occurrence, no-annualization and no-stacking rulings, the most the State could
recover [from all insurers] was $48 million.” Because the State had already
recovered $120 million, the court entered judgment nominally in the State‟s favor,
but in the amount of “$0.”
The State filed an appeal and, with the exception of Wausau, all of the
insurers filed cross-appeals. The Court of Appeal affirmed in part and reversed in
part the trial court‟s ruling. The Court of Appeal, like the trial court, rejected the
insurers‟ contention that they could not be liable for property damage occurring
outside their respective policy periods. It held that once coverage was triggered,
all of the insurers had to indemnify the insured for the loss. However, the Court of

Appeal reversed the trial court‟s ruling that prohibited the State from stacking the
total policy limits in effect for any one policy period. In doing so, the Court of
Appeal rejected the holding of FMC, supra, 61 Cal.App.4th 1132, characterizing
that antistacking decision as “flawed and unconvincing.”
Our grant of review followed the insurers‟ petitions for review.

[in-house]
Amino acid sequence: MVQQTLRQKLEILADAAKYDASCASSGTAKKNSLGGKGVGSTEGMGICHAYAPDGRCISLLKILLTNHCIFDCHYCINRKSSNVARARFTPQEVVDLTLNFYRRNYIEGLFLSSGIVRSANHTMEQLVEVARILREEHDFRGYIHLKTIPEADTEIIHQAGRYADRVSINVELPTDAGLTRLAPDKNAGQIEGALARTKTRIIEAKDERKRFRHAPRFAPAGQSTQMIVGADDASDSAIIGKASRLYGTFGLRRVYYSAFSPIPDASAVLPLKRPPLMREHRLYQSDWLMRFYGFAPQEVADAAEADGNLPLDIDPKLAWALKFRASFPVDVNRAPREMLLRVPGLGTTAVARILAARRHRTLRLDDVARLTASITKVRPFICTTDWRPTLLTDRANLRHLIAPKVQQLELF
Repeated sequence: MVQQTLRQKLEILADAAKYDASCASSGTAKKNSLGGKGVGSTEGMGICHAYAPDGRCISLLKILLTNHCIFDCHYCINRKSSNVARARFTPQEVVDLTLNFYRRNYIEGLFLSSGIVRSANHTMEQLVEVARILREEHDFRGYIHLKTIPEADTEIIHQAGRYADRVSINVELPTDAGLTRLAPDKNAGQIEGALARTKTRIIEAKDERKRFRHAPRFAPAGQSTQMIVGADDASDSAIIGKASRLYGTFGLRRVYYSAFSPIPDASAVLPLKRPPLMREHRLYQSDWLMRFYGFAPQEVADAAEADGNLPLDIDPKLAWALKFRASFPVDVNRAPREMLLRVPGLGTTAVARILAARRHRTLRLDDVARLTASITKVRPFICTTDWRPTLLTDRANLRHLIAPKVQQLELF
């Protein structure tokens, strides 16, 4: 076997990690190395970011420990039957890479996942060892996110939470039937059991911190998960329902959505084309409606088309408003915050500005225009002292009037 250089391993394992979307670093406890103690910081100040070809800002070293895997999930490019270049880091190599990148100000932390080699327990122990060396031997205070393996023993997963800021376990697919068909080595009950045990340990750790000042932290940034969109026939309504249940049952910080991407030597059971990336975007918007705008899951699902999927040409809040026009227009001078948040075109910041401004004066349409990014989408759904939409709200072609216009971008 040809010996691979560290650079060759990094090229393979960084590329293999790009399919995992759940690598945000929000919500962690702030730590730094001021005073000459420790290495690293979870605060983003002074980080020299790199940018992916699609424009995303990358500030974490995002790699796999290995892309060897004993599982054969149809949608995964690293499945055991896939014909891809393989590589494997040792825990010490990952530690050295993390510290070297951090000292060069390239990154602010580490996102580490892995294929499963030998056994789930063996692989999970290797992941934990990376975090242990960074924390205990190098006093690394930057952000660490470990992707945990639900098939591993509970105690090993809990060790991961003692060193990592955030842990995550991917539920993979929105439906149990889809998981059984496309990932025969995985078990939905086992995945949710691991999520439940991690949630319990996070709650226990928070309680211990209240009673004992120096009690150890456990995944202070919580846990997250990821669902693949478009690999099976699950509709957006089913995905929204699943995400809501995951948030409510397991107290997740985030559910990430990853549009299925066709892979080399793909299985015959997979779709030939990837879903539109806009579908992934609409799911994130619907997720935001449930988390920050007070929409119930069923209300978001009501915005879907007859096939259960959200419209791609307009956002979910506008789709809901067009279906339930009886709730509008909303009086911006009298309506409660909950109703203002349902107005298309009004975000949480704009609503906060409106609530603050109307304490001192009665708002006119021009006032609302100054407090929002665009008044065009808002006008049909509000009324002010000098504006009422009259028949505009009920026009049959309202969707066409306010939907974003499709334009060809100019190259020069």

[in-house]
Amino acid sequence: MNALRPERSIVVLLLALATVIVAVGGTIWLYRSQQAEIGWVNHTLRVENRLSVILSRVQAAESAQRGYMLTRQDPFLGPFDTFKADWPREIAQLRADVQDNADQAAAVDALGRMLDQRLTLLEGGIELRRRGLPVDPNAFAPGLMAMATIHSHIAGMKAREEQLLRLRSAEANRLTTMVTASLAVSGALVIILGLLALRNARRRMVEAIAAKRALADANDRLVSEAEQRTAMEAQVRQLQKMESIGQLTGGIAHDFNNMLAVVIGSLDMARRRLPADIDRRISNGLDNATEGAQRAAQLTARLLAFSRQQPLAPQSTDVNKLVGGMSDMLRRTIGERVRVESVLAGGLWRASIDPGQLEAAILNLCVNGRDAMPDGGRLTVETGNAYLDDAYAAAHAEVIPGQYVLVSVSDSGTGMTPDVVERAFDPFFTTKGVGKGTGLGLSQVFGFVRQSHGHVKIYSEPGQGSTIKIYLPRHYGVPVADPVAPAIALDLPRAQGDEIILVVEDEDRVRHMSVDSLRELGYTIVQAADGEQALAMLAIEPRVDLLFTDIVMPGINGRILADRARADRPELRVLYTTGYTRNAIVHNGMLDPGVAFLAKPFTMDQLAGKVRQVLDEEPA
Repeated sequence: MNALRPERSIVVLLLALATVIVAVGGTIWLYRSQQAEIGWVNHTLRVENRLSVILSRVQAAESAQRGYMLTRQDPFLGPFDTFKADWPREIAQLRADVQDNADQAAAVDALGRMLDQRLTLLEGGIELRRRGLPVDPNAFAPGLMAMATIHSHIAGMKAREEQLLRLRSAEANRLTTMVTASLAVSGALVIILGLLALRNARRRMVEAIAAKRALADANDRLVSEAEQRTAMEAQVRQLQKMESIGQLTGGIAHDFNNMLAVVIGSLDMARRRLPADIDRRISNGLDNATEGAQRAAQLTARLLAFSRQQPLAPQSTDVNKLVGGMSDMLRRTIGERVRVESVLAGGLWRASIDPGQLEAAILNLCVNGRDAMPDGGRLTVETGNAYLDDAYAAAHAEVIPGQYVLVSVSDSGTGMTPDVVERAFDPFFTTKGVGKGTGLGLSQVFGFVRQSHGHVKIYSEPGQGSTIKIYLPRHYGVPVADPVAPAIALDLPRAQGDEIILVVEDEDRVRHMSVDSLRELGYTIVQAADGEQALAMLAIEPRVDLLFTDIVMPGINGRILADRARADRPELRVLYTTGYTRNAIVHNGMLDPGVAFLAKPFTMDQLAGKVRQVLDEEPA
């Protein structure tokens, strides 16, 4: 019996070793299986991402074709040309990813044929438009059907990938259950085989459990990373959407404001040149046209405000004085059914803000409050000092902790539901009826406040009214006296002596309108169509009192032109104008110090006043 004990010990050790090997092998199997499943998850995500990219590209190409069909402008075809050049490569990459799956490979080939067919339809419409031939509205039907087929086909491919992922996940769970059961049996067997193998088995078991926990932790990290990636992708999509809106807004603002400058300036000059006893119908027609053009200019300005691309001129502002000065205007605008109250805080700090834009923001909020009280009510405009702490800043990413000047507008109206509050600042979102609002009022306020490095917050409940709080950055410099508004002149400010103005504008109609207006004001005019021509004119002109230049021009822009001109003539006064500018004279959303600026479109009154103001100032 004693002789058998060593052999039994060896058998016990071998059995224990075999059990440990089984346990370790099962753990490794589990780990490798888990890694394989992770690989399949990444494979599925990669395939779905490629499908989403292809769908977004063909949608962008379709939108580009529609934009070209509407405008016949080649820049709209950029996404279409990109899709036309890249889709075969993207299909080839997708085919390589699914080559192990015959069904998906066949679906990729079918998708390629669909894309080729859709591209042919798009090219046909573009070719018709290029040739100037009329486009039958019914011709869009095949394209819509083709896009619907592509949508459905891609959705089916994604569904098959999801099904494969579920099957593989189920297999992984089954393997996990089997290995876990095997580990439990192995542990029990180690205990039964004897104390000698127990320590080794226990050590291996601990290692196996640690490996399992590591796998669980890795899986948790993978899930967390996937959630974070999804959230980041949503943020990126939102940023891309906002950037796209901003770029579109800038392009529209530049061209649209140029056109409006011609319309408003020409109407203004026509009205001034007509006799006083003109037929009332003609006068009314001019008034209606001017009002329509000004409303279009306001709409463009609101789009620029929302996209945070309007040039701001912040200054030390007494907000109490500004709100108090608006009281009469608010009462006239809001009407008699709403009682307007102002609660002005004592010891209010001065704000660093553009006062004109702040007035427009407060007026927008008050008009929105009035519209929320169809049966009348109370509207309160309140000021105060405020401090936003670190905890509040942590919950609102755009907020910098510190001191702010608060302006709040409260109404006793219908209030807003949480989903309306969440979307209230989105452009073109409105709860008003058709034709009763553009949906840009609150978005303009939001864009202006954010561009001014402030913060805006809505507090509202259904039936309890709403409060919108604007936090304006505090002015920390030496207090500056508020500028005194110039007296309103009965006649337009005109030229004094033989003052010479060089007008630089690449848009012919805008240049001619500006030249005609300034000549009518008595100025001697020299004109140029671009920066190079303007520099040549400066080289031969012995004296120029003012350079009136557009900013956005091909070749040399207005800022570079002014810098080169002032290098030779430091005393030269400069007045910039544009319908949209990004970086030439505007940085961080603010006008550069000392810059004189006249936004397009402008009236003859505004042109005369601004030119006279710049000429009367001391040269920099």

A. Background

1. Standard of Review and Insurance Law Principles
In general, interpretation of an insurance policy is a question of law that is
decided under settled rules of contract interpretation. (E.M.M.I. Inc. v. Zurich
American Ins. Co. (2004) 32 Cal.4th 465, 470; Waller v. Truck Ins. Exchange, Inc.
(1995) 11 Cal.4th 1, 18.) “ „While insurance contracts have special features, they
are still contracts to which the ordinary rules of contractual interpretation apply.‟
(Bank of the West v. Superior Court (1992) 2 Cal.4th 1254, 1264; see AIU [Ins. Co.
v. Superior Court (1990)] 51 Cal.3d [807,] at pp. 821-822.)” (Foster-Gardner,
Inc. v. National Union Fire Ins. Co. (1998) 18 Cal.4th 857, 868.) “The
fundamental goal of contractual interpretation is to give effect to the mutual
intention of the parties.” (Bank of the West v. Superior Court, supra, 2 Cal.4th at
p. 1264; Civ. Code, § 1636.) “Such intent is to be inferred, if possible, solely from